One of the biggest imports from Sidharth’s exposure in London was the organization of the Goa Affordable Arts Fair that was organized at Museum of Goa to promote young artists.
Talking about the experience Siddharth says, “I was in London for four years. I got my inspiration when I visited the Royal Academy Summer Exhibition where young artists were showing along with top artists of the world like Anish Kapoor, Sean Scully, and the likes. I started small, by designing a logo and starting an Instagram page. I wrote a document explaining what we were doing. The response was way beyond our expectations. We got 1500 applications and this, in a way, also talks about the lack of opportunities that young artists have. At the time, we didn\’t have a team, curators of Van Gogh Museum in Amsterdam, who were family friends, and I, shortlisted the entries. There were artists who completely sold out on the first day. I particularly remember a photographer who was exhibiting for the first time ever and all his 15 works got sold in no time. Now, his works are represented by a gallery in Switzerland! And there have been many more success stories. Unfortunately, we could not sustain the festival after three years because of a number of issues, logistics being the main one. All the works were priced below INR 100000/- and we kept on 30 % commission. Plus, we did not charge any fees from the artists. I believe eventually we might do something on a shorter scale, for a week, as a pop-up in different cities in India.”
Currently, Subodh Kerkar is working towards designing a museum promenade and a major project in the offing is a Beer Museum. Sidharth’s work is correlated and he is busy with social media campaigns, creating content for brands, indulging in photography, making paintings and sculptures, helping people in designing places, and overseeing art direction. He also has his own label of fashion for men’s clothing and someday plans on venturing into hospitality! “I don’t feel any pressure, I am quite independent in the way I work. When it comes to social media I have my own team, when it comes to shooting my work in my studio, I have my own space, when it comes to the shirt brand, I have my own staff,” he says when asked whether he feels any pressure living up to his father’s breadth of work.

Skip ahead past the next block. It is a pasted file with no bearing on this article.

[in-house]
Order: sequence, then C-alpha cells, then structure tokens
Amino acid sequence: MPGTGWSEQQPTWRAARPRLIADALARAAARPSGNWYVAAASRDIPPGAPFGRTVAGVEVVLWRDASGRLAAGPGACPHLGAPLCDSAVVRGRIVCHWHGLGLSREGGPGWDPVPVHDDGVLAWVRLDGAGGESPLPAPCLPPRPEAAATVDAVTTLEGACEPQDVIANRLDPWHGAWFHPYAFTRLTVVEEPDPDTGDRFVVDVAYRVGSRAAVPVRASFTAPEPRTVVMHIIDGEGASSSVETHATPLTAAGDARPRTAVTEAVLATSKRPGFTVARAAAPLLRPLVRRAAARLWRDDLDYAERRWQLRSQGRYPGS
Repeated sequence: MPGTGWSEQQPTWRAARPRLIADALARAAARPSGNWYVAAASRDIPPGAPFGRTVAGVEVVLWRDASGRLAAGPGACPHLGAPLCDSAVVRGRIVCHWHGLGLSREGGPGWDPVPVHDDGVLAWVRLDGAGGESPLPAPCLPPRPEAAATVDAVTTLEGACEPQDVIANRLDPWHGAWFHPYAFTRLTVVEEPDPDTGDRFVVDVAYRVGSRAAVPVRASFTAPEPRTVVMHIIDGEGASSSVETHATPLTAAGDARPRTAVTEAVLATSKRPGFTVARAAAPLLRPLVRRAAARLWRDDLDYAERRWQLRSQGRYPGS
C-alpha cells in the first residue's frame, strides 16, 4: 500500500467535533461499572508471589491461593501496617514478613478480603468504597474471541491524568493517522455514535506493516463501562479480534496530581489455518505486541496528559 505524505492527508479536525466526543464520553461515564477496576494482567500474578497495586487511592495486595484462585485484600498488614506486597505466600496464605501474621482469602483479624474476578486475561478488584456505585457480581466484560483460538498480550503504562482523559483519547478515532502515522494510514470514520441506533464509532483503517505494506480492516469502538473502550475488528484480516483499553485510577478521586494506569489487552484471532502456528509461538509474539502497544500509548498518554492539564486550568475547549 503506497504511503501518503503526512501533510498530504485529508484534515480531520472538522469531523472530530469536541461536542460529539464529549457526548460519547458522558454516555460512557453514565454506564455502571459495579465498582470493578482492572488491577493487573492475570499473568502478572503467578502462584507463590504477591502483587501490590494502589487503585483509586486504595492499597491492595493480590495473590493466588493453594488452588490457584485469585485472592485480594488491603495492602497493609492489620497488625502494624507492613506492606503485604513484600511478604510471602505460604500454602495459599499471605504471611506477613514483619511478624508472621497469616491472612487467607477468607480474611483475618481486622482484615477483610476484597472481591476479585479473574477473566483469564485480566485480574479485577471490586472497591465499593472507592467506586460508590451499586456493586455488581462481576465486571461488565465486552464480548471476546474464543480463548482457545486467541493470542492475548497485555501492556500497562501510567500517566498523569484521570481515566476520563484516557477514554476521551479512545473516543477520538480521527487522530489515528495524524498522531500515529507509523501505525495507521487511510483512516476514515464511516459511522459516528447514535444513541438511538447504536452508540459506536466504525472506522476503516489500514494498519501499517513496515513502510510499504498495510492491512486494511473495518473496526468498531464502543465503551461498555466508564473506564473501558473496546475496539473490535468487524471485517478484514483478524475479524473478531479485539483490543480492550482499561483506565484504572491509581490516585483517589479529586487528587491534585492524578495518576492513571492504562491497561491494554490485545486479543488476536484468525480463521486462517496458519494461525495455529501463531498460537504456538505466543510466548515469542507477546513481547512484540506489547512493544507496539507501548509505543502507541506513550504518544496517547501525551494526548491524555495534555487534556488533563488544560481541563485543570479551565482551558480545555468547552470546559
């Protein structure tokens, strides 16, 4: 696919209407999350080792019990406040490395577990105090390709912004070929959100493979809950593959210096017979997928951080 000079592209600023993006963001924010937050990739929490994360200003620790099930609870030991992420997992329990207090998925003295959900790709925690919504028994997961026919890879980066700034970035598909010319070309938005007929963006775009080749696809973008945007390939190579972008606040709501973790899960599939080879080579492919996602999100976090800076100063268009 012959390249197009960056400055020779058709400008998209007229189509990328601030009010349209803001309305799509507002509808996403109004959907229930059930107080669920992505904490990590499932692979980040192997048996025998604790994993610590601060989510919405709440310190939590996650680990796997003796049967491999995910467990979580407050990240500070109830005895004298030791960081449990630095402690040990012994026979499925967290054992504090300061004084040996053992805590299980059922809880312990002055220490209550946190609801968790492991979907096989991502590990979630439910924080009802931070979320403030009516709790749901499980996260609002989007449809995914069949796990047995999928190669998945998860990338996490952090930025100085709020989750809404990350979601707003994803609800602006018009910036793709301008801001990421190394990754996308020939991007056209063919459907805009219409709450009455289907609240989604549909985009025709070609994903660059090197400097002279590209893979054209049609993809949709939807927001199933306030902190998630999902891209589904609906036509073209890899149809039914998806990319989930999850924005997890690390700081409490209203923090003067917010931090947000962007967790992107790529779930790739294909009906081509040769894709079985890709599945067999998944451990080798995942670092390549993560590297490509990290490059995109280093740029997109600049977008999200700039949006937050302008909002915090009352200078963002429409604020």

One of Siddharth’s recent work’s has been exhibited at Posthumous Dialogues with Souza: Homage to a Goan Artist, being held in MOG-Museum of Goa, Saligao, Goa till May 30. The event, comprising an exhibition of works of 27 artists – both upcoming and established including the likes of Atul Dodiya and Sudhir Patwardhan – is organized as part of a series of events commemorating artist-friends of Raza in the Raza100 celebrations by The Raza Foundation, New Delhi. For this work, Sidharth collaborated with his aunt, renowned artist who mainly uses charcoal, to create a colorful profile of F.N Souza, shown wearing a checkered yellow shirt. Siddharth went on to use paint and saw dust on Harshada’s charcoal painting and created a textured work, the kinds he has come to be known for. “There is a story around the work,” Sidharth says. “F N Souza’s mother was a costume designer and a tailor but Souza’s outfits were always usually blacks and browns. We imagined him wearing colourful clothes as if he was posing for his mother,” Siddharth says. Currently he is working on a series made on odd-shaped canvases. He is in talks for shows in Germany and London, and the next edition of the India Art Fair as well.